What Makes Jane Goodall Affect Social Work?

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Millions of people are born each year, but few have a significant impact on human society and thought. It takes a unique individual to make a difference in a world as self-centered as ours. Two wonderful examples of these people are Jane Goodall, one of the most famous primatologist and anthropologist, and Sylvia Earle, a leading marine biologist, oceanographer, and explorer. Both of these women broke the limitations in their respected fields and stood out from other scientists in their line of work, but this came at the cost of having a rather difficult personal life.
Jane Goodall was born on April 3, 1934, in London. From a young age, she found herself drawn to animals and how they behaved. During this time period, she also developed a dream of visiting Africa. This dream came true when she turned eighteen and was invited by her friend to go visit Kenya. There she met Louis Leakey, a world-renowned anthropologist who took Jane under his wing. He sent her to study chimpanzees in Tanzania, which yielded fantastic findings. Jane is credited with being the first person to witness chimps hunting and eating meat. This observation launched her into relevance in the science field and allowed her to achieve and record a plethora of information in a relatively short time. When she first started studying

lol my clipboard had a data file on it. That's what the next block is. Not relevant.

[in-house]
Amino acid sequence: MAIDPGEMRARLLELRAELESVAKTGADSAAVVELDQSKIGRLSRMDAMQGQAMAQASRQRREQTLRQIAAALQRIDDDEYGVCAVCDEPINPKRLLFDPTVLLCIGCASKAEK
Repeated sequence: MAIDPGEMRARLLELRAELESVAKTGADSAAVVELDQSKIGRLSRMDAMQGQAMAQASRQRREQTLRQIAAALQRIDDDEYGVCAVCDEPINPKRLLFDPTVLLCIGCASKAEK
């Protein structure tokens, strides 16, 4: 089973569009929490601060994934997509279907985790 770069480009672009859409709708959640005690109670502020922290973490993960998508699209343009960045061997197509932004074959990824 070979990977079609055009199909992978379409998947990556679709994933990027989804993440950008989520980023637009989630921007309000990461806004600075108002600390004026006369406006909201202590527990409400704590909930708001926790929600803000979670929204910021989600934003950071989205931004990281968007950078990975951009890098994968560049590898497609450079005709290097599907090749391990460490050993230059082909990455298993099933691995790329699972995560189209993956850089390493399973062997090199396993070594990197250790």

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During her childhood, she go out for hours and explore the wilderness around her house, which played a significant role in shaping her life as a scientist. Another influence that contributed to her interest was her mother, who nursed sick and injured birds in the neighborhood. Her family moved to Florida when she was twelve and this is where her interest in the ocean took off. She began certified with SCUBA gear and obtained degrees in Botany. She went on to have several expeditions with over one thousand diving hours and has published much of her research, some of which can be found in the

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